Technically, as long as you are in reasonably good health, you can get dental implants. Though, in cases like yours, an extra step will be needed. As you can see from the image above, your dental implant will need to be surrounded by bone in order to stay in place. This bone is also what holds your teeth in place as well, along with some ligaments. After this length of time with dentures, you are missing that bone.

You’re Dealing with Facial Collapse

When your teeth were removed 30 something years ago, your body immediately began resorbing the minerals in your jawbone to use elsewhere. It does this in an effort to be efficient with your body’s resources. It knows you don’t have teeth anymore and assumes that you won’t need the bones in your jawbone to hold them. True. However, your dentures rest on the ridgeline of your jawbone. As that shrinks, there is less and less of a ridge to hold your dentures in place.

After ten years, you likely noticed them starting to slip. By thirty years, it is almost impossible to keep them in. This is known as facial collapse. You’ve probably also noticed your jawline shrinking,, which makes you look much older than you really are.

There is a procedure to help with this– Bone grafting. You can have either natural or synthetic bone built back up in the area so that you’ll have enough bone there to integrate with your dental implants and keep them in place.

Implant Overdentures

implant-overdentures
Implant Supported Dentures

Once the bone grafting is complete, then you will be able to get the dental implants you hope for. You won’t want to do a one-to-one replacement for your teeth. That is way too expensive. Instead, you’ll get implant overdentures. With these, you’ll have four to six dental implants placed in each arch and then have a new set of dentures anchored to them.

Your dentures will be completely secure and will protect you from facial collapse in the future.

This blog is brought to you by Lafayette, LA Dentists Drs. Forman and Thimmesch.

Zirconia or Titanium Implants

I have three titanium dental implants and recently read that the titanium can cause neurological ill effects. I am now in need of another dental implant. Should I get the zirconia kind this time? Are they better? Should I switch out the titanium ones as well?

Carolyn

Dear Carolyn,

zirconia dental implants

I’m not sure where you read that titanium causes neurological effects. As far as I know, there are no studies with data that supports that. On the contrary, there are decades of data that show titanium to be highly biocompatible in dental implants as well as a large number of other titanium prosthetics, such as knee and hip replacements.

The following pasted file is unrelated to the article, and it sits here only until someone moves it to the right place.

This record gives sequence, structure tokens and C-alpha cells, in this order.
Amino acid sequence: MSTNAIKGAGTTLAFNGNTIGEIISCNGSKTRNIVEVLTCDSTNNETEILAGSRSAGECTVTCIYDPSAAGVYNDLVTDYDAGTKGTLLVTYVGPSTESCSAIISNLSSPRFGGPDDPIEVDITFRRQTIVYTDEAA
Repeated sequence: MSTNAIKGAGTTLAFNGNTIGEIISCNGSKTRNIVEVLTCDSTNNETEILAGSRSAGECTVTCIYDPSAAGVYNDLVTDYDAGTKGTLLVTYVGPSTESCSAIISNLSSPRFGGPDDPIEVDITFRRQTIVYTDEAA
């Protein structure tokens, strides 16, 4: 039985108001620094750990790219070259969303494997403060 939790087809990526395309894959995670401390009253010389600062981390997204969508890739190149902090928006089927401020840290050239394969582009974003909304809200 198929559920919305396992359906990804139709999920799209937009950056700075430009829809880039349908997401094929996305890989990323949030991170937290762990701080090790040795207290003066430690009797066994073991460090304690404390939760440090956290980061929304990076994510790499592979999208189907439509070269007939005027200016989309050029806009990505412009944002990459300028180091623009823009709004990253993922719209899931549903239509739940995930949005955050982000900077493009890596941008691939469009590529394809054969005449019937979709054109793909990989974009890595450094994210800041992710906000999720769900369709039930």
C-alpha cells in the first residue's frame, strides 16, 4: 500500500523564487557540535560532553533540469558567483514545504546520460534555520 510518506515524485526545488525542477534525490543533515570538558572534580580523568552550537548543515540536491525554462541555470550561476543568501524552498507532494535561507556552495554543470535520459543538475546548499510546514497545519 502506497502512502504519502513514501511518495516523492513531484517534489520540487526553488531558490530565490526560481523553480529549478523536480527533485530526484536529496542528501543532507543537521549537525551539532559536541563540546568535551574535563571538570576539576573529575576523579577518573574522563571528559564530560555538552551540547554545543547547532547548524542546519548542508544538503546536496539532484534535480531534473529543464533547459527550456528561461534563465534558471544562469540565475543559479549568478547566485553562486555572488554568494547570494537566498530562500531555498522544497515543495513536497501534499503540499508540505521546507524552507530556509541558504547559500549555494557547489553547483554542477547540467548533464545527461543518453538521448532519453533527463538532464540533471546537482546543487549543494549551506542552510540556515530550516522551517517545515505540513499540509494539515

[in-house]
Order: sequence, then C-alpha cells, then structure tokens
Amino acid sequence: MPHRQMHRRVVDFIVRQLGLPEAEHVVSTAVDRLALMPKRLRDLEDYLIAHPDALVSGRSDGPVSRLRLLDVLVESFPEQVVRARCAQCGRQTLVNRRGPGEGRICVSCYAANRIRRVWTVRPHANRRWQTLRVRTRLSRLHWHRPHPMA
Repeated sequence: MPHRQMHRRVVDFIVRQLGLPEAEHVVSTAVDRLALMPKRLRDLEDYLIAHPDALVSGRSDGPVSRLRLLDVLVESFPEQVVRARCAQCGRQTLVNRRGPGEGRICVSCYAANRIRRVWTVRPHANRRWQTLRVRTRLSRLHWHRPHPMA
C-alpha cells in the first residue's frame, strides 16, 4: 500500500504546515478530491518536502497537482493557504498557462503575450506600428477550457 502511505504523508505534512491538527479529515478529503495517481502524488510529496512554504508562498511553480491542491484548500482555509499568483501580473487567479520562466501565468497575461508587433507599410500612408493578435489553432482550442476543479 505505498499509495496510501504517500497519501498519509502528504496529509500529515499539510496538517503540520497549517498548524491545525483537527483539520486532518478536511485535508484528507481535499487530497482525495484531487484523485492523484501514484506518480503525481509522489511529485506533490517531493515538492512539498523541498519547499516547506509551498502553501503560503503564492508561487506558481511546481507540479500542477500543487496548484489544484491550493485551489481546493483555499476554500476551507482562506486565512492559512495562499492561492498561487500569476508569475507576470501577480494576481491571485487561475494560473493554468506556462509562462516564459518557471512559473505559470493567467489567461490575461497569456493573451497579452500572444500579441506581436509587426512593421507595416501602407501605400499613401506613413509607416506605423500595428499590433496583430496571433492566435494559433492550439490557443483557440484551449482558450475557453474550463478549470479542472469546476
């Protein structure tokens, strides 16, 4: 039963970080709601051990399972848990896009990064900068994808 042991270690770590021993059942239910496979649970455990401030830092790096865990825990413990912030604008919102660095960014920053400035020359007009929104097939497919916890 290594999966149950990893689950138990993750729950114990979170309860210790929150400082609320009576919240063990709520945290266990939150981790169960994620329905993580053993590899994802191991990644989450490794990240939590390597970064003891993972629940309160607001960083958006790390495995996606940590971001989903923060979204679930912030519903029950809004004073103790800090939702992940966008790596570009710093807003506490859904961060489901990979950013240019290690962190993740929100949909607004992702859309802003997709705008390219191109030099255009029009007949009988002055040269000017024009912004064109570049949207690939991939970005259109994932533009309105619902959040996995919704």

If you want to get a zirconia dental implant, for your new tooth replacement that is fine. You may need to do a bit of internet searching and phone calls to find a dentist who does them. Because they’re considered new, not all dentists are using them yet. You will be able to find someone though. Zirconia is definitely strong enough to work and more dentists are starting to use them. The only concern you may run up against is we don’t have the same data on their longevity the way we do their titanium counterparts. That doesn’t mean they won’t last as long, just that we don’t have the data.

As to whether or not you should switch out your current implants, I wouldn’t recommend it without a good reason to remove them. It is not simply a matter of taking out the old implants and then putting in new ones. When you remove the implants, bone will come with it. In order to place the new dental implants, you will need to have an additional procedure known as bone grafting done. Then, once that has had time to heal, you can then have the new implant placement surgery.

It’s a lot to go through and a huge expense when your dental implants are probably just fine. Plus, there is always a risk the new implants will fail. I’m sure you will find a dentist willing to do the procedure. I just want to make sure you understand what you’re getting into before moving forward.